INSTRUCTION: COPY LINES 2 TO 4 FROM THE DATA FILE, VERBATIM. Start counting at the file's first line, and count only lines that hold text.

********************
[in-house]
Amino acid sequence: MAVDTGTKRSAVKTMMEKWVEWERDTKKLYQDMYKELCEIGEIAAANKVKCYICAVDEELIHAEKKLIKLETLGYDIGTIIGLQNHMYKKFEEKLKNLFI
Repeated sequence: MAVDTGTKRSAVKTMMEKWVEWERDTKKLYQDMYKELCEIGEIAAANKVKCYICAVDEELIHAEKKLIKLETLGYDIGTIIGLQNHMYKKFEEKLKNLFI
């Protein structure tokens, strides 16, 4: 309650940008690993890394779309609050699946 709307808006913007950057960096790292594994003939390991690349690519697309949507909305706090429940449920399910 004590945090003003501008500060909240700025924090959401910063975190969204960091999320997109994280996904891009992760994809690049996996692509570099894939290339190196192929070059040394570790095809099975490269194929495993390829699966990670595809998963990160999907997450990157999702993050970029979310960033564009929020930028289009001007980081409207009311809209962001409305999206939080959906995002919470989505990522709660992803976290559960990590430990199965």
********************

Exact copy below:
Amino acid sequence: MAVDTGTKRSAVKTMMEKWVEWERDTKKLYQDMYKELCEIGEIAAANKVKCYICAVDEELIHAEKKLIKLETLGYDIGTIIGLQNHMYKKFEEKLKNLFI
Repeated sequence: MAVDTGTKRSAVKTMMEKWVEWERDTKKLYQDMYKELCEIGEIAAANKVKCYICAVDEELIHAEKKLIKLETLGYDIGTIIGLQNHMYKKFEEKLKNLFI
């Protein structure tokens, strides 16, 4: 309650940008690993890394779309609050699946 709307808006913007950057960096790292594994003939390991690349690519697309949507909305706090429940449920399910 004590945090003003501008500060909240700025924090959401910063975190969204960091999320997109994280996904891009992760994809690049996996692509570099894939290339190196192929070059040394570790095809099975490269194929495993390829699966990670595809998963990160999907997450990157999702993050970029979310960033564009929020930028289009001007980081409207009311809209962001409305999206939080959906995002919470989505990522709660992803976290559960990590430990199965």